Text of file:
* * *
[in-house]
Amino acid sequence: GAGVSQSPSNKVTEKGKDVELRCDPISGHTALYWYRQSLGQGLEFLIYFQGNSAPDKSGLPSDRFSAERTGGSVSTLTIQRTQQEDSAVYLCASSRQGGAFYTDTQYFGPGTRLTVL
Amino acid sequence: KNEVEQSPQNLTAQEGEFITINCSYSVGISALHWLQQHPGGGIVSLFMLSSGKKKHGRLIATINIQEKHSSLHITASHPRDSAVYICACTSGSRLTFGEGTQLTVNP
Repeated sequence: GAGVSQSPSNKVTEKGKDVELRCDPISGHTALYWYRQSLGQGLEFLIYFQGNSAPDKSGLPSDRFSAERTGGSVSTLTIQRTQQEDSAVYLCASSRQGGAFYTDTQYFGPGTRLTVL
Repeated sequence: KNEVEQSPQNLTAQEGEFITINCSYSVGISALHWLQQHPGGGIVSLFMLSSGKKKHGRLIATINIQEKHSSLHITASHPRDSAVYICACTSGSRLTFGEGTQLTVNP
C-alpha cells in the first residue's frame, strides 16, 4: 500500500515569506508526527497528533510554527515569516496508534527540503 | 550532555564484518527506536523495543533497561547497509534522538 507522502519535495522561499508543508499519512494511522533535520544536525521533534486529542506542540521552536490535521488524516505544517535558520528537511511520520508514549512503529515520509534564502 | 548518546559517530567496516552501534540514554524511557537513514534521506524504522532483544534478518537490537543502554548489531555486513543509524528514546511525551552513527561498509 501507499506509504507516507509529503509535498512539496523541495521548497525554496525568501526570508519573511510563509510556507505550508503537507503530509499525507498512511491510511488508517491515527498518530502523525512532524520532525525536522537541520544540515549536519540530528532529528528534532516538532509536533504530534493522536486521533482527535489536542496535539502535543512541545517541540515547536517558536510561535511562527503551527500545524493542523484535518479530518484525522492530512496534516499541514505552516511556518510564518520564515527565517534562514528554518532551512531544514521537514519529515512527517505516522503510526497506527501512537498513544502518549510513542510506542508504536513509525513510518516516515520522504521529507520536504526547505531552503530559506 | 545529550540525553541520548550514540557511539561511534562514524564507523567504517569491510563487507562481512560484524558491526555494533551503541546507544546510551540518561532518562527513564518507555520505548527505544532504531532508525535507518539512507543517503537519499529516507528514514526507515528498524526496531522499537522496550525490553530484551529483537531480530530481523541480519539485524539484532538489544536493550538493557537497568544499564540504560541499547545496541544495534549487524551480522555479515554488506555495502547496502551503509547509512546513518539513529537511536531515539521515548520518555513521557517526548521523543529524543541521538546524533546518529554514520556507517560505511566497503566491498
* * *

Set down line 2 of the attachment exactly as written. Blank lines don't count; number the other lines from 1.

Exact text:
Amino acid sequence: GAGVSQSPSNKVTEKGKDVELRCDPISGHTALYWYRQSLGQGLEFLIYFQGNSAPDKSGLPSDRFSAERTGGSVSTLTIQRTQQEDSAVYLCASSRQGGAFYTDTQYFGPGTRLTVL